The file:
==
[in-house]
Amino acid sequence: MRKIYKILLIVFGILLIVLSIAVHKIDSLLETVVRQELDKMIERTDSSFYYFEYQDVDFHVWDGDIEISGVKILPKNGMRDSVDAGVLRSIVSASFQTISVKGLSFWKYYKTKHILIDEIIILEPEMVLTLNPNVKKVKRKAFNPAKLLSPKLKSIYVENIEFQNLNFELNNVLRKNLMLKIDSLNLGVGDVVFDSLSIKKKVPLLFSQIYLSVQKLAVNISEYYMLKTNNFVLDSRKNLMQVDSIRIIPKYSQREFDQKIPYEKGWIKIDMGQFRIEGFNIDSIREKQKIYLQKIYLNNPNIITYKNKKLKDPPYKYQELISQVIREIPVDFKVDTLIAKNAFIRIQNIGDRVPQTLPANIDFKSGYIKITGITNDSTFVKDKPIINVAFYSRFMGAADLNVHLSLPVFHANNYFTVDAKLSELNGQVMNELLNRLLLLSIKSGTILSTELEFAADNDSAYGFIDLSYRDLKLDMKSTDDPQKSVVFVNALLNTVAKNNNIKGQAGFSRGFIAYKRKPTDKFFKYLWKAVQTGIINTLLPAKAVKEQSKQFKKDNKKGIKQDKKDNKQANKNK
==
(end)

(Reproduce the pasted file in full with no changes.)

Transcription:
[in-house]
Amino acid sequence: MRKIYKILLIVFGILLIVLSIAVHKIDSLLETVVRQELDKMIERTDSSFYYFEYQDVDFHVWDGDIEISGVKILPKNGMRDSVDAGVLRSIVSASFQTISVKGLSFWKYYKTKHILIDEIIILEPEMVLTLNPNVKKVKRKAFNPAKLLSPKLKSIYVENIEFQNLNFELNNVLRKNLMLKIDSLNLGVGDVVFDSLSIKKKVPLLFSQIYLSVQKLAVNISEYYMLKTNNFVLDSRKNLMQVDSIRIIPKYSQREFDQKIPYEKGWIKIDMGQFRIEGFNIDSIREKQKIYLQKIYLNNPNIITYKNKKLKDPPYKYQELISQVIREIPVDFKVDTLIAKNAFIRIQNIGDRVPQTLPANIDFKSGYIKITGITNDSTFVKDKPIINVAFYSRFMGAADLNVHLSLPVFHANNYFTVDAKLSELNGQVMNELLNRLLLLSIKSGTILSTELEFAADNDSAYGFIDLSYRDLKLDMKSTDDPQKSVVFVNALLNTVAKNNNIKGQAGFSRGFIAYKRKPTDKFFKYLWKAVQTGIINTLLPAKAVKEQSKQFKKDNKKGIKQDKKDNKQANKNK